Letter sent by Committee Members and Parishoners to Legislators and Decision Makers Concerning Gun Violence

I am a parishioner of Our Lady of the Lake Catholic Church (OLL) in northeast Seattle. As a Catholic Parish member, I am writing to you today to express concern about the increase in gun violence in our country, and ask for you to work toward a clearly stated and publicized plan of action in approaching this deadly and intolerable public health crisis.

In today's world weapons that are increasingly capable of inflicting great suffering in a short period of time are too accessible. As early as 1994 The United States Conference of catholic Bishops (USCCB) supported the Assault Weapons Ban. In 2000 the USCCB wrote, "We support measures that control the sale and use of firearms and make them safer (especially efforts that prevent their unsupervised use by children or anyone other than the owner), and we reiterate our call for sensible regulation of handguns." In March 2018 through A Mercy and Peacebuilding approach to Gun Violence the USCCB reminds us of our commitment to promote peace at home.

The Catholic Church is a strong advocate for the reasonable regulation of firearms. For many years, the USCCB has supported a number of strong yet reasonable measures to address the problem of gun violence. These include:

  • A total ban on assault weapons, which the USCCB supported when the ban passed in 1994 and when Congress failed to renew it in 2004
  • Measures that control the sale and use of firearms, such as nation-wide universal background checks for all gun purchases
  • Limitations on civilian access to high-capacity weapons and ammunitions magazines
  • A federal law to criminalize gun trafficking
  • Improved access to and increased resources for mental health care and earlier interventions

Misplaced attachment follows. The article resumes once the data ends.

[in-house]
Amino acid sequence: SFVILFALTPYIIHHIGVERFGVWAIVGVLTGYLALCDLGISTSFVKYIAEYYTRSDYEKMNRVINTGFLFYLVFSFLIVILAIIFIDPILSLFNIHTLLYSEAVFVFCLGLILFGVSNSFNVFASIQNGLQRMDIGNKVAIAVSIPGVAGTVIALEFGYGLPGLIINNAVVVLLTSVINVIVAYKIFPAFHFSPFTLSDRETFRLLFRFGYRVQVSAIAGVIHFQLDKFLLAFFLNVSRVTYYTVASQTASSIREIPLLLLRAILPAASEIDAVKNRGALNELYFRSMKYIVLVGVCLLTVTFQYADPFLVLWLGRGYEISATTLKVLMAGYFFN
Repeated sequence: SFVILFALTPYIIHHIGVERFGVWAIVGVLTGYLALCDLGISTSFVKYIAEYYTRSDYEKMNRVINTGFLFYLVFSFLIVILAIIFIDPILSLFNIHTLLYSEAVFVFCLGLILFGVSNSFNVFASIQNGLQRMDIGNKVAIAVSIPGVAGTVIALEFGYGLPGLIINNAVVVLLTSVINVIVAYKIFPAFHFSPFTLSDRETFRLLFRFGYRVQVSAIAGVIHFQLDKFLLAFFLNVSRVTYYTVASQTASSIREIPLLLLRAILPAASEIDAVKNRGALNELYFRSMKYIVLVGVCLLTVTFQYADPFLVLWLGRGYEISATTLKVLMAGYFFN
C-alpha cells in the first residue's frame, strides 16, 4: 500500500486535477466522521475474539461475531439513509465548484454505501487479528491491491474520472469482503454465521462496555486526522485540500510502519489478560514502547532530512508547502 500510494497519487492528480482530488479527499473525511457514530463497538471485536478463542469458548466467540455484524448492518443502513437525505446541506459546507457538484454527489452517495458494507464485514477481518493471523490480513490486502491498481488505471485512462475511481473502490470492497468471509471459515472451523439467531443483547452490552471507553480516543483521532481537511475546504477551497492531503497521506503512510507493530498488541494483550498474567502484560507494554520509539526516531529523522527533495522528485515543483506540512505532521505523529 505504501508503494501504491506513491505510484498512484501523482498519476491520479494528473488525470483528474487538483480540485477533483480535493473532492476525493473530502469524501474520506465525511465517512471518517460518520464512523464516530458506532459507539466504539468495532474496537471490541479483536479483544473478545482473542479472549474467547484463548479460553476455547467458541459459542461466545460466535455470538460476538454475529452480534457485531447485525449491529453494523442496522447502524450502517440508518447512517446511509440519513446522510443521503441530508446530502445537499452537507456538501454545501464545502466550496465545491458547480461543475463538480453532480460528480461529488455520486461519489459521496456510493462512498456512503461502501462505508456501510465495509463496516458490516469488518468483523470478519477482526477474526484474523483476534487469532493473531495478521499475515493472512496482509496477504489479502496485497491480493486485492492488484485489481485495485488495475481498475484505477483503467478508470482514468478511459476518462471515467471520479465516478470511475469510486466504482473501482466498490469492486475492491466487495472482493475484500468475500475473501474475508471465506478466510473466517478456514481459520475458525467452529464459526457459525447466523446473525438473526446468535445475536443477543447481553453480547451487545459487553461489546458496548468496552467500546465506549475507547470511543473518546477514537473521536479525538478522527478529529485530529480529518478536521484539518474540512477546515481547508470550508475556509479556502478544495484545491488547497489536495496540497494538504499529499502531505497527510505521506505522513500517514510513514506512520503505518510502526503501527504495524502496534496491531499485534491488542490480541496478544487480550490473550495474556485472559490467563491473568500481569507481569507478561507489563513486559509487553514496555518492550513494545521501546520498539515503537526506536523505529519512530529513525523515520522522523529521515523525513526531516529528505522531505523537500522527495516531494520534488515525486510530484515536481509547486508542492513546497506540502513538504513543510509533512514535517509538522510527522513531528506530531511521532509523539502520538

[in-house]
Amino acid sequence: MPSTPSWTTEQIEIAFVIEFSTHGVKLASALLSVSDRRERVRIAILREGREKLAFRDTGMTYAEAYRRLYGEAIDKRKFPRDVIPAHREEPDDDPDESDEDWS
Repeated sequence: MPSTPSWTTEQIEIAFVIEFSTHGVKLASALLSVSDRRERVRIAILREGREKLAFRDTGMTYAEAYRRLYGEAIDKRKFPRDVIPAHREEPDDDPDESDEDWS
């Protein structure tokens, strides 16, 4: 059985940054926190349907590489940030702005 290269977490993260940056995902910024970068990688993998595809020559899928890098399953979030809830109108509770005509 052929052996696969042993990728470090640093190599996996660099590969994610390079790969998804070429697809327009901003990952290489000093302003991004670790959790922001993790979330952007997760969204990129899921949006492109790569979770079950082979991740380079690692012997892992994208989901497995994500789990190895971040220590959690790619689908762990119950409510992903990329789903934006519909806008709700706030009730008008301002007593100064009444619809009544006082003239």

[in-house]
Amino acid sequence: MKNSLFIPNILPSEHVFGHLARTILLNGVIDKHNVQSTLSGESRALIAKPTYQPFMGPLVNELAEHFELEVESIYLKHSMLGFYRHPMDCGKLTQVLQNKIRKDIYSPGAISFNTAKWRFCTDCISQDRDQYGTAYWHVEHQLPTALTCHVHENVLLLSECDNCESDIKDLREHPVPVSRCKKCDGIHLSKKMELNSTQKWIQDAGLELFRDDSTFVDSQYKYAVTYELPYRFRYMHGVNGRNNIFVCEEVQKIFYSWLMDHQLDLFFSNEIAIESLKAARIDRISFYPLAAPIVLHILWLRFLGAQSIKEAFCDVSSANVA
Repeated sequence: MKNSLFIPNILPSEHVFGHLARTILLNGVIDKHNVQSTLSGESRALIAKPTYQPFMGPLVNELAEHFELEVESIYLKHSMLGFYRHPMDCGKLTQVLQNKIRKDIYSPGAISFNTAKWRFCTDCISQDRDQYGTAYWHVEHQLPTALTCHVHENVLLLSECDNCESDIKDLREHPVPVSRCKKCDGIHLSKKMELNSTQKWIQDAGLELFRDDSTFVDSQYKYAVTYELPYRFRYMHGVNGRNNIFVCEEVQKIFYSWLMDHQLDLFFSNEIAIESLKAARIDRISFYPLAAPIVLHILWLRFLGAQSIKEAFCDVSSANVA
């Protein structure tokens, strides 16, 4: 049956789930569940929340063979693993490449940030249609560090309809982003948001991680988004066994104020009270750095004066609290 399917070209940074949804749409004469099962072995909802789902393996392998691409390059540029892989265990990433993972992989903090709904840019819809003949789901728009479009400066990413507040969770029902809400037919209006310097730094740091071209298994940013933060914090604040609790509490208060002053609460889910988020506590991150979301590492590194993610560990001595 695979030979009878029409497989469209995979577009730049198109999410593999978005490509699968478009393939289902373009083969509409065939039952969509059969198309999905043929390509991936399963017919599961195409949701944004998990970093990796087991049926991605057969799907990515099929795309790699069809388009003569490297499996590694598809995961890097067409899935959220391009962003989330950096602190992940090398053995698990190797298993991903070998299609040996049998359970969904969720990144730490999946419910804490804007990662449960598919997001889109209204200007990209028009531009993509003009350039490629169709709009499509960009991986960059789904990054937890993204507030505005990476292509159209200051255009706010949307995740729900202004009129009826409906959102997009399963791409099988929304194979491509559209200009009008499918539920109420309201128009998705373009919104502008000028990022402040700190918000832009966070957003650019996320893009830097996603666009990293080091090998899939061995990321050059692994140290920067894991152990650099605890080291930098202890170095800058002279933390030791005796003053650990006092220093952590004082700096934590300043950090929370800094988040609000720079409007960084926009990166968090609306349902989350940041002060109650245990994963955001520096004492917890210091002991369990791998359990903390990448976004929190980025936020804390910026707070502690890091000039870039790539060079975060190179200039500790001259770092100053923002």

• Regulations and limitations on the purchasing of handguns
  • Measures that make guns safer, such as locks that prevent children and anyone other than the owner from using the gun without permission and supervision
  • An honest assessment of the toll of violent images and experiences which inundate people, particularly our youth.
The USCCB also supports recent proposals to set a more appropriate minimum age for gun ownership, and to ban "Bump stocks." In addition the USCCB supports wholistic measures, such as the promotion of mercy and peacebuilding in our communities through restorative justice policies and practices, ongoing encounters and discussions at the parish level regarding violence in communities.

As a Catholic and person of good will, I ask that you take the real world experience of gun violence in the United States and move to protect individuals and communities by taking strategic and thoughtful action.

Letter from the Committee to the Bishops of the Seattle Archdiocese

May 14, 2018

Archbishop J. Peter Sartain
Auxiliary Bishop Eusebio Elizondo
Auxiliary Bishop Daniel H. Mueggenborg
Archdiocese of Seattle
710 - 9th Avenue, Seattle, WA 98104

Dear Archbishop Sartain and Bishops Elizondo and Mueggenborg,

We members of the Our Lady of the Lake Justice and Peace Committee respectfully request that you ask the leadership of the USCCB to place on the agenda of their November 2018 plenary meeting an updating of the Nov. 12, 2003 Principles for USCCB Investments, a copy of which we are attaching. A few months ago, our committee began to study this document when we were looking for ways to influence on behalf of Earth Our Common Home. We learned that this is the base document the Seattle Archdiocese uses to direct its investment managers.